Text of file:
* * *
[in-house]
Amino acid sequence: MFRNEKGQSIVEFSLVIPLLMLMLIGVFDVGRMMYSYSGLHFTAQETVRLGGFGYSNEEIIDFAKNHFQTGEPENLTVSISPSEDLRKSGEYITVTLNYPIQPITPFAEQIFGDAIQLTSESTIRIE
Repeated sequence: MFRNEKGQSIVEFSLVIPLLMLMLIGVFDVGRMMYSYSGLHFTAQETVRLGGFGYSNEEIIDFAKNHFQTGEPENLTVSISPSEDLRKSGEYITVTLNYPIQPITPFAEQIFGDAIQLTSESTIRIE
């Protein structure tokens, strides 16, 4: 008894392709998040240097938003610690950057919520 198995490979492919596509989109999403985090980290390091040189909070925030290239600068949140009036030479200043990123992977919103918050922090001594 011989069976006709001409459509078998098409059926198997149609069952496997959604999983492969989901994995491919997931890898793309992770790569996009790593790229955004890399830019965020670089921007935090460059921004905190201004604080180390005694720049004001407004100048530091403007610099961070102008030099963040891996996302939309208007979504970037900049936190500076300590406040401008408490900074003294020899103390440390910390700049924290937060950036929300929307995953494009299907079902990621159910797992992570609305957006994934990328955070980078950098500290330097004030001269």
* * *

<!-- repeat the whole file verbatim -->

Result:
[in-house]
Amino acid sequence: MFRNEKGQSIVEFSLVIPLLMLMLIGVFDVGRMMYSYSGLHFTAQETVRLGGFGYSNEEIIDFAKNHFQTGEPENLTVSISPSEDLRKSGEYITVTLNYPIQPITPFAEQIFGDAIQLTSESTIRIE
Repeated sequence: MFRNEKGQSIVEFSLVIPLLMLMLIGVFDVGRMMYSYSGLHFTAQETVRLGGFGYSNEEIIDFAKNHFQTGEPENLTVSISPSEDLRKSGEYITVTLNYPIQPITPFAEQIFGDAIQLTSESTIRIE
């Protein structure tokens, strides 16, 4: 008894392709998040240097938003610690950057919520 198995490979492919596509989109999403985090980290390091040189909070925030290239600068949140009036030479200043990123992977919103918050922090001594 011989069976006709001409459509078998098409059926198997149609069952496997959604999983492969989901994995491919997931890898793309992770790569996009790593790229955004890399830019965020670089921007935090460059921004905190201004604080180390005694720049004001407004100048530091403007610099961070102008030099963040891996996302939309208007979504970037900049936190500076300590406040401008408490900074003294020899103390440390910390700049924290937060950036929300929307995953494009299907079902990621159910797992992570609305957006994934990328955070980078950098500290330097004030001269």